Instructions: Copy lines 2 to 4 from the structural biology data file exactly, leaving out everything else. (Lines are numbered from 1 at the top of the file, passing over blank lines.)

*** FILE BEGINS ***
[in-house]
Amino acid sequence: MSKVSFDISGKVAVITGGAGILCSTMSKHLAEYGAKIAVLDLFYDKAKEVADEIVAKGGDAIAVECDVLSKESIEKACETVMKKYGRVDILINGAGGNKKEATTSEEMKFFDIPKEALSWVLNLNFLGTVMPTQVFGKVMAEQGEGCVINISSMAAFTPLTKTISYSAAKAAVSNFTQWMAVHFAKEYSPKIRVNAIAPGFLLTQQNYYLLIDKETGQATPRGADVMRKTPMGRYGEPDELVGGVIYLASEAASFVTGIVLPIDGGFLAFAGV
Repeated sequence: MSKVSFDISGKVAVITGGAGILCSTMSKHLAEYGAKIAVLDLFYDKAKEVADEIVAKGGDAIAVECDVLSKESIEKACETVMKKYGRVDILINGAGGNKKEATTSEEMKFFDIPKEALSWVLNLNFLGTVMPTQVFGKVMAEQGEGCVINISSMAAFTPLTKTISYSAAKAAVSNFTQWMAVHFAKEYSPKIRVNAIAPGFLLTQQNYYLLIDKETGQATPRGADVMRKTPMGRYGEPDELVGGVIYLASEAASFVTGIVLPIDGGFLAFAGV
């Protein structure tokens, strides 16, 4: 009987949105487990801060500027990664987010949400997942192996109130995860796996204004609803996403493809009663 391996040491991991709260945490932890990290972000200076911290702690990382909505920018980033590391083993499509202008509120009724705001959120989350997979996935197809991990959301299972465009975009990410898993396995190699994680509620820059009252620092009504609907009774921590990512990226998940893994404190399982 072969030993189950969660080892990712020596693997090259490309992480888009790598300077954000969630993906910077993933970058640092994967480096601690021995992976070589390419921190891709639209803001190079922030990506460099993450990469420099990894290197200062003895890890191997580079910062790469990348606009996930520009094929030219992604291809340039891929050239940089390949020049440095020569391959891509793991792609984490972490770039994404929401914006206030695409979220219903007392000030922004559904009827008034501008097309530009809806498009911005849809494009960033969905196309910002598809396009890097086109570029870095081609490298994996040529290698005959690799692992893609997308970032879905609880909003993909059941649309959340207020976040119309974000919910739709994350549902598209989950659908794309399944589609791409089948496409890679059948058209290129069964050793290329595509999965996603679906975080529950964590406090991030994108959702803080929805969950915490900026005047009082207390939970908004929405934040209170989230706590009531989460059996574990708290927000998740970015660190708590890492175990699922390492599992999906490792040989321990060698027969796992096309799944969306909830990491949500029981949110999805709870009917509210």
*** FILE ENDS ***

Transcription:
Amino acid sequence: MSKVSFDISGKVAVITGGAGILCSTMSKHLAEYGAKIAVLDLFYDKAKEVADEIVAKGGDAIAVECDVLSKESIEKACETVMKKYGRVDILINGAGGNKKEATTSEEMKFFDIPKEALSWVLNLNFLGTVMPTQVFGKVMAEQGEGCVINISSMAAFTPLTKTISYSAAKAAVSNFTQWMAVHFAKEYSPKIRVNAIAPGFLLTQQNYYLLIDKETGQATPRGADVMRKTPMGRYGEPDELVGGVIYLASEAASFVTGIVLPIDGGFLAFAGV
Repeated sequence: MSKVSFDISGKVAVITGGAGILCSTMSKHLAEYGAKIAVLDLFYDKAKEVADEIVAKGGDAIAVECDVLSKESIEKACETVMKKYGRVDILINGAGGNKKEATTSEEMKFFDIPKEALSWVLNLNFLGTVMPTQVFGKVMAEQGEGCVINISSMAAFTPLTKTISYSAAKAAVSNFTQWMAVHFAKEYSPKIRVNAIAPGFLLTQQNYYLLIDKETGQATPRGADVMRKTPMGRYGEPDELVGGVIYLASEAASFVTGIVLPIDGGFLAFAGV
């Protein structure tokens, strides 16, 4: 009987949105487990801060500027990664987010949400997942192996109130995860796996204004609803996403493809009663 391996040491991991709260945490932890990290972000200076911290702690990382909505920018980033590391083993499509202008509120009724705001959120989350997979996935197809991990959301299972465009975009990410898993396995190699994680509620820059009252620092009504609907009774921590990512990226998940893994404190399982 072969030993189950969660080892990712020596693997090259490309992480888009790598300077954000969630993906910077993933970058640092994967480096601690021995992976070589390419921190891709639209803001190079922030990506460099993450990469420099990894290197200062003895890890191997580079910062790469990348606009996930520009094929030219992604291809340039891929050239940089390949020049440095020569391959891509793991792609984490972490770039994404929401914006206030695409979220219903007392000030922004559904009827008034501008097309530009809806498009911005849809494009960033969905196309910002598809396009890097086109570029870095081609490298994996040529290698005959690799692992893609997308970032879905609880909003993909059941649309959340207020976040119309974000919910739709994350549902598209989950659908794309399944589609791409089948496409890679059948058209290129069964050793290329595509999965996603679906975080529950964590406090991030994108959702803080929805969950915490900026005047009082207390939970908004929405934040209170989230706590009531989460059996574990708290927000998740970015660190708590890492175990699922390492599992999906490792040989321990060698027969796992096309799944969306909830990491949500029981949110999805709870009917509210």